The article is part of a two- volume special issue focusing on the materiality of the afterlife in South Asian religious traditions called "Death Matters: Samadhis, Dargahs and Relics in South Asia," edited by Brian Hatcher, Abhishek Amar, and Mark McLaughlin.
The article unpacks the connections between empire, piety, and pilgrimage in the early modern western Indian Ocean world by examining the history of a reliquary shrine dedicated to a qadam, or footprint relic of the Prophet Muhammad, located in Ahmedabad, Gujarat.
Classified by the Archeological Survey of India as the ‘Tomb of Mir Abu Turab’ (ASI Monument no. N-GJ-44), the site was a qadamgah in the Mughal period. From the late-16th to the early-18th centuries, it functioned as a place of visitation (mazar) for pilgrims eager to see the naqsh-i qadam-i sharif (the impression of the noble foot), whose white appearance stood in stark contrast against the black stone.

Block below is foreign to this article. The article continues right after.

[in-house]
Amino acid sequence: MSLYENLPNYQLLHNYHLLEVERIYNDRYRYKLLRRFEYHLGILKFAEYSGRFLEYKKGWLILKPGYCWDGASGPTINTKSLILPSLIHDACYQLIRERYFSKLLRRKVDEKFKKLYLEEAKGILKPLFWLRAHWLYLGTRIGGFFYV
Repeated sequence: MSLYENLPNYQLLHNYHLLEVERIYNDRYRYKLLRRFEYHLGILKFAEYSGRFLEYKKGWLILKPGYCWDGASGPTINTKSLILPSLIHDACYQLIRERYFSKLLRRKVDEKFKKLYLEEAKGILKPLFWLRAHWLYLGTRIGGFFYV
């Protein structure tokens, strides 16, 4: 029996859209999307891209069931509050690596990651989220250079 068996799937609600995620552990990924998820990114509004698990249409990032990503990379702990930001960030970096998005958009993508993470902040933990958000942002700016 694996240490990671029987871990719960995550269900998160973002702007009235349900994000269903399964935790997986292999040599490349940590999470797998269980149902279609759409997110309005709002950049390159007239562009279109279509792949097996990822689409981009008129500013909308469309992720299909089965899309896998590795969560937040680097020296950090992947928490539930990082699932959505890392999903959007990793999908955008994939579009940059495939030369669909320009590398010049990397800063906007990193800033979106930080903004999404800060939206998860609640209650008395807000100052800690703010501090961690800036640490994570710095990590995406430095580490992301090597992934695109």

By examining Persian historical narratives, including one authored by the man responsible for the relic’s arrival to South Asia, the article demonstrates how relics mediated Mughal imperium, devotion to the Prophet Muhammad, and sayyid identity in early modern Gujarat.